In the case of Gershwin, of course, it’s my family that’s very much associated with him. Gershwin kind of grew up in and around my grandparents, my grandfather Boris Thomashevsky’s theater. My father, my uncles, my grandfather, all these people knew him very, very well, and my father played piano in a kind of Tin Pan Alley style which he had picked up from hanging around George as a kid, so I feel very close to that music as well.
Ives is somebody I discovered when I was around eighteen and I spent a lot of time around people who did know him, people like John Kirkpatrick and Lou Harrison and others. I find his music very engrossing and I stick with it because I think it has a very powerful message, and ultimately it doesn’t matter very much whether he wrote some of these things before or after anybody else, it’s that the music hangs in there and he has something very profound and moving to say, even a hundred or so years after it was written.
Are there other composers, American or otherwise, that you still wish to champion or record?
I think performers go through different phases. Right now I’m finding myself very much drawn to Schubert’s music and Alban Berg’s music and I’ve spent a lot of time working through their music in a different way than I have before. Of course, Stravinsky — again someone I knew as a boy, somebody I really come back to — I’ll be performing Stravinsky that I’ve not performed before (and I’ve performed just about everything) next season at the San Francisco Symphony, his great serial choral piece Threni [Lamentations of Jeremiah], which I’ve always admired but never had the chance to do.
It’s always a pleasure for me to come back to this music. Debussy is certainly somebody that continues to fascinate me. I think I’m a bit more off the beaten track with some of these composers, performing many of their pieces that are not necessarily the one or two most popular ones, and that makes me happy. Next season I’m doing the first performance of a Stravinsky piece with the Chicago Symphony, called Ode, and it’s fun to be able to do something like that, even in this day and age.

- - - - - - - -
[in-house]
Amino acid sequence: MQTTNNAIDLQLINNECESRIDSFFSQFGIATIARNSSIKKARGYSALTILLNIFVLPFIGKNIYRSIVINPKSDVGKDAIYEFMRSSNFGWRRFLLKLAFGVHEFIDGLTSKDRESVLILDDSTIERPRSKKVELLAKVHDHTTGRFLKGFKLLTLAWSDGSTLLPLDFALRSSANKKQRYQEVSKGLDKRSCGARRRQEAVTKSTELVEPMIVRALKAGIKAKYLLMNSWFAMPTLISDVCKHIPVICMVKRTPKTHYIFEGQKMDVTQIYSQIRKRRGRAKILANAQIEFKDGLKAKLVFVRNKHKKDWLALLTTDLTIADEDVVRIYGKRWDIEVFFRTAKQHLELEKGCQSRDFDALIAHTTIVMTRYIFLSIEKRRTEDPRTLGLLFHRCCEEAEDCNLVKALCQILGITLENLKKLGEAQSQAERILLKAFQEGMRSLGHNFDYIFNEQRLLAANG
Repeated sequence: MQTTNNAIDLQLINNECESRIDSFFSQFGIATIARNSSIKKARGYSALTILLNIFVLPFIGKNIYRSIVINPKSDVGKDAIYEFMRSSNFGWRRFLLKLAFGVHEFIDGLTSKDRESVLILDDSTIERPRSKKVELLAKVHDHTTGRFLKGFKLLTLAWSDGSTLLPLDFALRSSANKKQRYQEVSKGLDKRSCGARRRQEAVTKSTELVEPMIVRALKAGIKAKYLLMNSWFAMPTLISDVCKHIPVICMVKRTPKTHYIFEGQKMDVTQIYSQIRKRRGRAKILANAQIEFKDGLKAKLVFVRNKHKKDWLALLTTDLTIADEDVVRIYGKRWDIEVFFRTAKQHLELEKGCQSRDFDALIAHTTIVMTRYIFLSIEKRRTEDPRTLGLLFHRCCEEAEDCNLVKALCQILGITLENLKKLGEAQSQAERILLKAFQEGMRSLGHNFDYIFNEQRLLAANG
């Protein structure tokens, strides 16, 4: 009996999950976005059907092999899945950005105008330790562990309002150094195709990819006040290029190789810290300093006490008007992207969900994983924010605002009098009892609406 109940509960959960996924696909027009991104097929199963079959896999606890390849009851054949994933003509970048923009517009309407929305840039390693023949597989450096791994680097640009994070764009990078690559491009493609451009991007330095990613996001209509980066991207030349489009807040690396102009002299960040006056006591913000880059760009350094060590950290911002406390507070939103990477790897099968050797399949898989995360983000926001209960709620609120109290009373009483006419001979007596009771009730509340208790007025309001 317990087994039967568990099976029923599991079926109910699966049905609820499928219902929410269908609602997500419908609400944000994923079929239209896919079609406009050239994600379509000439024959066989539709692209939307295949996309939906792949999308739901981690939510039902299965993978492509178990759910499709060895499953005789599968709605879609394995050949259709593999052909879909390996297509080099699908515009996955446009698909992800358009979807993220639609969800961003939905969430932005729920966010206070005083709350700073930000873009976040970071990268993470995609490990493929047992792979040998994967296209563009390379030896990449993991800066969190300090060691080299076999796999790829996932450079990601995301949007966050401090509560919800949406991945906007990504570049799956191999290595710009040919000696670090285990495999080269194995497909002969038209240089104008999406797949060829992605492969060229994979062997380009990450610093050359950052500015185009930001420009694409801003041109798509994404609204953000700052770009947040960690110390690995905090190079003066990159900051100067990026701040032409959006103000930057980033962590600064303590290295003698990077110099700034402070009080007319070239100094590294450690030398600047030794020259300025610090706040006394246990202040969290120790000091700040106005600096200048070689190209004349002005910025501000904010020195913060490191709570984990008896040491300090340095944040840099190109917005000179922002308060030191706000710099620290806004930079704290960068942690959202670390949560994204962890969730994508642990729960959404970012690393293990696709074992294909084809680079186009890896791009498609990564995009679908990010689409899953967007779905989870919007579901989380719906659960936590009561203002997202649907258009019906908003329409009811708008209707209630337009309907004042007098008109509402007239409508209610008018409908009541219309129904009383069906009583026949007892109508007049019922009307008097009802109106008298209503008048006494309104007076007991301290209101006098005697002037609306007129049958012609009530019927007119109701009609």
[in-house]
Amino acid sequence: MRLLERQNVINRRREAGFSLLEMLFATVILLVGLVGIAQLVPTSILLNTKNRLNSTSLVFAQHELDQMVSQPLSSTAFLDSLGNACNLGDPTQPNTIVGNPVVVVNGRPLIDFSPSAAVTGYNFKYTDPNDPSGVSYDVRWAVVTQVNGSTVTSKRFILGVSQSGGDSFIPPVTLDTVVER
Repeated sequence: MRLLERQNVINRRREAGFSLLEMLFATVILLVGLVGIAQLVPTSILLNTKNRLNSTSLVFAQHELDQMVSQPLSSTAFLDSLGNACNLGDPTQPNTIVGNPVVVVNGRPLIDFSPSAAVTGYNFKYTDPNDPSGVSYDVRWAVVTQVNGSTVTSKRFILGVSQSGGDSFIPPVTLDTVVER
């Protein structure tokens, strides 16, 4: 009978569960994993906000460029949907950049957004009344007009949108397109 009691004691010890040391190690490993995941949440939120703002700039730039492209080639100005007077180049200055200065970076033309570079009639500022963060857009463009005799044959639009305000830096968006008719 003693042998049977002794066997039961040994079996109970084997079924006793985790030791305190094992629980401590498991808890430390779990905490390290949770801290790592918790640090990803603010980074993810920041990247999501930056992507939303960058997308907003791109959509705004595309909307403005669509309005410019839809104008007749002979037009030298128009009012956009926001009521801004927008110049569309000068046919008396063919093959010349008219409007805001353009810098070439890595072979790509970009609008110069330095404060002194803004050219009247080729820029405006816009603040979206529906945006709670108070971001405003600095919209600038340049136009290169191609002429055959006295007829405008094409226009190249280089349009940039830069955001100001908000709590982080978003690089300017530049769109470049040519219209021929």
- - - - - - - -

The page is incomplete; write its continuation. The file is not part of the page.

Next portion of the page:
Stravinsky is one of those composers who, every time I hear anything by him, I’m so immediately struck by his genius. What is it about his music that so readily separates itself from the rest of the canon?
Hmmmm.... Well, he started with a very opulent and exotic style and moved in a much more reductive and hard-edged direction and then so extraordinarily went through the first of his stylistic changes. But the nature of the super-discriminating choices that he made — as far as what the notes should be, what the voicings should be, what the crystal clarity of the music should be — became more intense as the years went on. So a piece like Apollo, written in the Twenties — it’s hard to imagine hearing that piece as written by the same man who wrote Firebird and Petroushka. Yet listening down through the layers of incredible invention — a piano piece like Serenade in A — you still hear this amazing mind that was searching always for the most original solution.
Stravinsky was also a composer who composed seated at the piano. And I saw him often seated in a room where he was playing a piano but there was no piano: he was just moving his fingers, moving the fingers of both of his hands quite clearly, trying out new sounds and combinations of notes in space, feeling these notes in combination under his fingers on this kind of phantom piano that was always with him... very striking to see.
That’s interesting, as I remember composition professors always warning students: ‘Don’t compose at the piano — you’ll fall back on familiar shapes and limit your output.’